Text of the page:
UNEP in Haiti: 2010 Year in Review

Evaluation and Lessons Learned
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Renewed optimism following year of harsh environmental realities for Haiti

Port-au-Prince (Haiti), 21 April 2011 - The stark environmental challenges in Haiti during 2010 and opportunities for a more sustainable future are presented in a new publication from the United Nations Environment Programme (UNEP).

UNEP in Haiti: 2010 Year in Review recounts the efforts of UNEP, in partnership with the Government of Haiti, the UN system and others to address environmental issues compounded by the earthquake and Hurricane Tomas - ranging from severe deforestation to polluted waterways and degraded coastal and marine areas - and concludes that most of them remain unsolved.

However, according to UNEP, a range of new environmental initiatives combined with the Government of Haiti's ongoing resolve provide a path towards overcoming the country's chronic environmental issues and supporting its development priorities.

Achim Steiner, UN Under-Secretary General and UNEP Executive Director, said the earthquake posed a significant setback to the efforts Haiti had been making to reverse years of environmental degradation, overcome poverty and chart a more sustainable future.

"The tragedy starkly underlined the vulnerability of people, the environment and the economy to natural disasters when the resilience of a country's ecosystems such as forests and freshwaters is already weak and compromised," Mr Steiner said.

"UNEP's goal is to reinforce the capacity and assist the people of Haiti to rebuild communities in ways that reduce its vulnerability to future shocks as part of a wider transition to a low carbon, resource efficient, job-generating Green Economy," he said.

The publication documents the efforts to mitigate the environmental impacts of the resettlement of hundreds of thousands of people and of tonnes of rubble and waste, in a nation already considered to be the most environmentally challenged in the Caribbean.

It gives an insight into the types of activities and challenges in such post-disaster settings and sets out lessons learned so that UNEP and other organizations can better understand and prepare to assist in the event of future major crises.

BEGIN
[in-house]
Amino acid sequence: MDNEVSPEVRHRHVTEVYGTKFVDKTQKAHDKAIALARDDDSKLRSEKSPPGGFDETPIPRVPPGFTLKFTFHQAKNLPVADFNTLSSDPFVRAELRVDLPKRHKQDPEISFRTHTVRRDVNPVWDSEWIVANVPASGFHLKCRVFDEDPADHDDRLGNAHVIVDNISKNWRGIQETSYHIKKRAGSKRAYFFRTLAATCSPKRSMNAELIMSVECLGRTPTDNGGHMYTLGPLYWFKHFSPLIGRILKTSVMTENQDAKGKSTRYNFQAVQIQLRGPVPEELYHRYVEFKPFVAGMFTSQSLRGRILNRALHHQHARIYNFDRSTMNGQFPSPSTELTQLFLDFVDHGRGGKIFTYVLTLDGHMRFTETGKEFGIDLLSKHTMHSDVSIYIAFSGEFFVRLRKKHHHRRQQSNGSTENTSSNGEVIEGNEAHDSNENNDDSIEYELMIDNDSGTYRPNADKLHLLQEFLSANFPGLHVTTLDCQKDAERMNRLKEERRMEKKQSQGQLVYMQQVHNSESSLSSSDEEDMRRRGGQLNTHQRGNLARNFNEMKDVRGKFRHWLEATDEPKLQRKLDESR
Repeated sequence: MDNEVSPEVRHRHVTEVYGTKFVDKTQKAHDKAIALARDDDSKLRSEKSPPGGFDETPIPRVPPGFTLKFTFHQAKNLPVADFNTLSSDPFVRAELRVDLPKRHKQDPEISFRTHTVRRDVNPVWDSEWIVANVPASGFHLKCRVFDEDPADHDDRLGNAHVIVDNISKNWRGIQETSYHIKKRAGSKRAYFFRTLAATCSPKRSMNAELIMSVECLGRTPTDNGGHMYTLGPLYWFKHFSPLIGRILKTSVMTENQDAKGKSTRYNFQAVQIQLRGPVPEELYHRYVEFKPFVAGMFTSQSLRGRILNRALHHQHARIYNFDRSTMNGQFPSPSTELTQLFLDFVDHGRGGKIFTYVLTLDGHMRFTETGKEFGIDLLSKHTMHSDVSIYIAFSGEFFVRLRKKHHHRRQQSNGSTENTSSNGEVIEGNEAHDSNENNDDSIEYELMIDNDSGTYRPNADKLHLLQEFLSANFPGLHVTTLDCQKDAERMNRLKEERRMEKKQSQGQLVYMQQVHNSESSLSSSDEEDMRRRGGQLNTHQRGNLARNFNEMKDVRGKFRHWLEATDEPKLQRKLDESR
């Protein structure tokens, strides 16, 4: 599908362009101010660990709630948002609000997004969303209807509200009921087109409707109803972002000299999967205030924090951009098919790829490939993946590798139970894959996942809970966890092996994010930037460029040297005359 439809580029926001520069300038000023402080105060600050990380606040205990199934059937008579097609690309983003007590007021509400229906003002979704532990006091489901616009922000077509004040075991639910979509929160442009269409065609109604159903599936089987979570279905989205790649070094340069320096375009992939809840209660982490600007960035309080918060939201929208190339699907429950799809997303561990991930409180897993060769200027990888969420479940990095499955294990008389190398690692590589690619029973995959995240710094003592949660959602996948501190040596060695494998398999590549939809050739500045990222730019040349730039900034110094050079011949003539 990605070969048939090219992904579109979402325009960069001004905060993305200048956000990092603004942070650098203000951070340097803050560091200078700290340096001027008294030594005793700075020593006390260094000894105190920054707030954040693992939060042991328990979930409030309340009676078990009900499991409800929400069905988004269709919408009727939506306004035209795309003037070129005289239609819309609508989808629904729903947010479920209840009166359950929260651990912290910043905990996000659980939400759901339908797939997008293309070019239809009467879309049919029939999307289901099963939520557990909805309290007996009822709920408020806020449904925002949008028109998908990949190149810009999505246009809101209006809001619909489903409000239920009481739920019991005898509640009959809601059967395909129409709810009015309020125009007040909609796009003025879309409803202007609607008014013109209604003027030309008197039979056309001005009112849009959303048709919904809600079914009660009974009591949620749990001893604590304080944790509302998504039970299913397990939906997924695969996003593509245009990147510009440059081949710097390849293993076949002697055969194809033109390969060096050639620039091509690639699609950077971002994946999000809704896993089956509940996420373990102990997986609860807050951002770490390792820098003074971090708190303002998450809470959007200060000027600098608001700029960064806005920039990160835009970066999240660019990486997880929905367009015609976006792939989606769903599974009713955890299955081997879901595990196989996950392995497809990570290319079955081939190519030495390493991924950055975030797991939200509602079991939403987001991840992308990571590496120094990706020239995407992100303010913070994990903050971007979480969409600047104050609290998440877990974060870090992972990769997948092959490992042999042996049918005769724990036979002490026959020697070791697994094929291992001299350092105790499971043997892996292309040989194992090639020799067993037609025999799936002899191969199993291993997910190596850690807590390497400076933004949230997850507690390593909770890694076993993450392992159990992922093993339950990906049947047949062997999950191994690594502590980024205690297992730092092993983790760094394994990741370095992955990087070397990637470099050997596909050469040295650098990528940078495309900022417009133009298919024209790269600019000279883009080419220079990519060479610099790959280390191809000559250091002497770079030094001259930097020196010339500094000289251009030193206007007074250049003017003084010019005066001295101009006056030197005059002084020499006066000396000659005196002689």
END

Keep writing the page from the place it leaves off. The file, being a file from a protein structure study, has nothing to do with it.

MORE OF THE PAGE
UNEP and its partners applied four approaches - awareness raising, coordination, technical assistance, and practical action - all with mixed success.

Environmental health issues centred around:

  • difficulties with the collection and disposal of human bodies

  • problems associated with medical waste disposal

  • uncontrolled disposal of solid waste, with extensive illegal dumping

  • massive sanitation problems in the camps for displaced people, culminating in a cholera outbreak

  • a lack of acceptable solutions for disposal or treatment of human waste, resulting in large-scale open-air dumping of human waste near crowded slum areas.

Natural resource exploitation issues involved:

  • increased deforestation for timber for construction and for fuel-wood and charcoal

  • widespread destruction of urban vegetated areas by uncontrolled settlements of displaced people

  • major reconstruction projects approved and funded without any real form of environmental impact assessment.

Approximately 60 percent of Haiti's population suffers from food insecurity, with more than half of the national food supply being imported because the level of land degradation and poor soil quality has reduced agricultural productivity.

Through the support of the governments of Norway and Ireland, UNEP has catalyzed the design and introduction of numerous initiatives in Haiti in such areas as sustainable agriculture, fisheries, ecotourism and renewable energy.

The initiatives are intended to be nationally-owned and economically self-sustaining but ongoing foreign aid will be needed for such projects to flourish in order to assist Haiti's long-term recovery.

Supported by a consortium of Haitian and international partners, including UNEP, the largest new project is the Côte Sud Initiative. Its 20-year vision is to transform the lives and livelihoods of more than 200,000 Haitians by addressing the severe poverty, environmental degradation, disaster vulnerability and limited social services which have plagued their well-being for decades.

UNEP in Haiti: 2010 Year in Review is available on the UNEP website at http://postconflict.unep.ch/publications/UNEP_Haiti_2010.pdf

For more information please contact:

Nick Nuttall, UNEP Spokesperson / Head of Media on Tel: +254 733 632755; Email: nick.nuttall@unep.org

UNEP Newsdesk (Nairobi) at unepnewsdesk@unep.org

Julie Marks UNEP Haiti team julie.marks@unep.org or +41 794 419 937